A car assembly line with automated production
Martin Wolczyk / Adobe Firefly
2024-01-01 VDE dialog

VDI/VDE GMA: Adhesive 4.0

The Society for Measurement and Automation Technology in VDI and VDE was founded over 50 years ago. While it was once the “glue” between mechanical engineering and electrical technology, it now links a far wider range of fields.

By Martin Schmitz-Kuhl

The robot arms move as if by magic. They dance around a car that gradually takes shape as it moves from station to station. Images like this are often associated with the topic of automation. And that is precisely why Sascha Dessel would have preferred to dispense with them for this article. As managing director of the VDI/VDE Society for Measurement and Automation Technology (VDI/VDE GMA), he would rather have the entire bandwidth of his field presented. After all, while things are naturally often measured and automated in factories – think Industry 4.0 – the same also applies to traffic systems, buildings, medical technology and self-driving cars. “We’re one of the most successful and powerful drivers of innovation in Germany,” Mr. Dessel states. “The work we do for various sectors is highly diverse and involves many different disciplines.”

Like the field it covers, the GMA is changing

Prof. Michael Weyrich clarifies exactly what this means. The 56-year-old heads the Institute of Industrial Automation and Software Engineering at the University of Stuttgart. He has also been the chairman of the GMA since 2021. “We connect things that occur in mechanical, system and automotive engineering with processes in electrical and information technology,” Prof. Weyrich explains. Whereas the key issue 50 years ago, when the technical society was founded, was conventional control technology, he points out that today’s debates are dominated by issues of digitalization and, more recently, subjects like artificial intelligence, big data and virtual reality. “We’re the glue among all these topics and applications,” Prof. Weyrich declares, and confidently adds: “Without us, practically nothing is possible!”

A strong network

Prof. Dr. Michael Weyrich
Hans-Jürgen Schmitz, Martin Wolczyk / Adobe Firefly (Composing)
2024-01-01 VDE dialog

Measurement and automation technology is the key to a technological, but also sustainable future, says Prof. Dr. Michael Weyrich, chair of the VDI/VDE specialist society GMA.

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In order to be able to track all the latest developments, the GMA modified and adapted its organizational structure just last year – and not for the first time. “We’re constantly reinventing ourselves, so to speak,” Prof. Weyrich reveals. For instance, the some 1,500 active volunteers at the GMA are currently working on 53 technical committees, each of which is assigned to one of five technical areas. “Much more important than our structure itself, however, is our ability to keep rearranging it,” adds Mr. Dessel. As he points out, it wouldn’t really help anybody if the GMA’s findings never made it out of its individual technical committees. “We want to bring topics together, make connections and keep the conversation going.”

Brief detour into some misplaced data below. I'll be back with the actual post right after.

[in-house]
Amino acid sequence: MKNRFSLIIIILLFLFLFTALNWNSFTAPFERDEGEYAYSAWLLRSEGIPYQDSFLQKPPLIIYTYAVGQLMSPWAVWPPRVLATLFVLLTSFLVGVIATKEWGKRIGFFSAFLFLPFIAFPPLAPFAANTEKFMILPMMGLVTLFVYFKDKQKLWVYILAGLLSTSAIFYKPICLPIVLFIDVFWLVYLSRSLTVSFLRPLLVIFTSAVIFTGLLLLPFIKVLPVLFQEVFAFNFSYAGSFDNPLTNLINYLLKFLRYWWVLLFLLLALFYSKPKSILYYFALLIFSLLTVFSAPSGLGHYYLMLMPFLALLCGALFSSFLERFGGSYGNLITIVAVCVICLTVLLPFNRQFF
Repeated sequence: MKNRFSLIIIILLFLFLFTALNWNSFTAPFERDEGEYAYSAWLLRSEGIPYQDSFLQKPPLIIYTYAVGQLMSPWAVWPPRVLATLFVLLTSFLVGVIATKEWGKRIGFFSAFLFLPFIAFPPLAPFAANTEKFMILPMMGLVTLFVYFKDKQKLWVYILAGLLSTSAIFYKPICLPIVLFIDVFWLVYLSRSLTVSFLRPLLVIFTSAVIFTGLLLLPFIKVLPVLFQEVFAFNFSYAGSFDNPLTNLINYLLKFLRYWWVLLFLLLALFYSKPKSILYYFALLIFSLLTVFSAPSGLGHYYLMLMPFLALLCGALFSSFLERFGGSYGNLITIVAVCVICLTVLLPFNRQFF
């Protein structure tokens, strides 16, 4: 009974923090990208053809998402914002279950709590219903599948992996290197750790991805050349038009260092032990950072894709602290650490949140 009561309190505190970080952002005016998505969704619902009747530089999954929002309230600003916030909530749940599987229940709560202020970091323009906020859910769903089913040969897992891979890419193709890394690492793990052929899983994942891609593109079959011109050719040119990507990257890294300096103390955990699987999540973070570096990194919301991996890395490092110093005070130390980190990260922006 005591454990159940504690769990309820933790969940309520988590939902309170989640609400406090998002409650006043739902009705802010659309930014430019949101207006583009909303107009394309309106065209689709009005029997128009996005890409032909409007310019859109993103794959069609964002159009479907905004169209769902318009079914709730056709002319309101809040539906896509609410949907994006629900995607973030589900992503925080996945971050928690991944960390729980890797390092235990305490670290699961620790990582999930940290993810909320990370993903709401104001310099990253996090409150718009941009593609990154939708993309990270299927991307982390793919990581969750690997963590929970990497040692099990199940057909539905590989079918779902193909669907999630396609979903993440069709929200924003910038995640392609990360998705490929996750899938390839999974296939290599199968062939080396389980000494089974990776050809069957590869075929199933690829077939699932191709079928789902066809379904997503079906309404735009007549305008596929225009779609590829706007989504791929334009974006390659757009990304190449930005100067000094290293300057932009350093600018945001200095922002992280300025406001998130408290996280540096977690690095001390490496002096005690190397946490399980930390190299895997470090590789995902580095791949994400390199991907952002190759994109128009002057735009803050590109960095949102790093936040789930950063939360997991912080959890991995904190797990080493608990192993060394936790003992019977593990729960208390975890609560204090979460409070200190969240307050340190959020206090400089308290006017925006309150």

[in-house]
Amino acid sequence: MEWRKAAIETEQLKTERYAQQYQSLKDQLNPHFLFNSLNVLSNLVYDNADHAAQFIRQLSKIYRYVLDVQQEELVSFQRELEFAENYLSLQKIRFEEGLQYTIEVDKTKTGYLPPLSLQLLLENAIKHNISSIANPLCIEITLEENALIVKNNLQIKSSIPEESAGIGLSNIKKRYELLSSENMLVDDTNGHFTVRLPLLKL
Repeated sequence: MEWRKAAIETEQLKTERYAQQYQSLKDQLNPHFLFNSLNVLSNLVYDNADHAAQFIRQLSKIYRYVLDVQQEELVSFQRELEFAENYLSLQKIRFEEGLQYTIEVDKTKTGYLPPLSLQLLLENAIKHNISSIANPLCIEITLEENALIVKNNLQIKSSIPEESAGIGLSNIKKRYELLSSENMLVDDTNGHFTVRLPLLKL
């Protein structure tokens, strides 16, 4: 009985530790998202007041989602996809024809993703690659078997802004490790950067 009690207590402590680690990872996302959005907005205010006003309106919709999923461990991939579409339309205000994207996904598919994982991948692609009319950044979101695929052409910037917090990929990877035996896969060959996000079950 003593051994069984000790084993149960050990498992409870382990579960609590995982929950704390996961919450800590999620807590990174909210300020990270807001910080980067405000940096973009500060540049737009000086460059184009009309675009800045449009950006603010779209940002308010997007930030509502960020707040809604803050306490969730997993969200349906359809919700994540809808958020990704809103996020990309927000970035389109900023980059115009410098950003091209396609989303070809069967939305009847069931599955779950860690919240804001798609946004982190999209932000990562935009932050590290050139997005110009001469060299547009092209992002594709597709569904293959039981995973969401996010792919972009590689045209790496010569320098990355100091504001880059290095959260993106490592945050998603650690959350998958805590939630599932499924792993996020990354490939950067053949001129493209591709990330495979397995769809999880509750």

The fact that this is all being implemented as a joint project between VDE and the VDI is essentially down to historical reasons: in the 1950s and 1960s, the two organizations strengthened their cooperation in order to collaborate in areas where electrical engineering and mechanical engineering overlap. Today, Prof. Weyrich believes that many points continue to speak in favor of this arrangement: “If you have shared goals, it naturally makes sense to work on them together.” Ultimately, both organizations want to enhance technology. Both want to promote operational safety through accepted engineering rules. Both want to support the next generation. Both want to tackle social problems. According to Prof. Weyrich, all these points apply to the cooperation between VDE and the VDI, but just as much to how the various technical societies collaborate, as well. “A network like this can be a tremendous force for good!”

Martin Schmitz-Kuhl is a freelance author from Frankfurt am Main, Germany, and an editor of VDE dialog.

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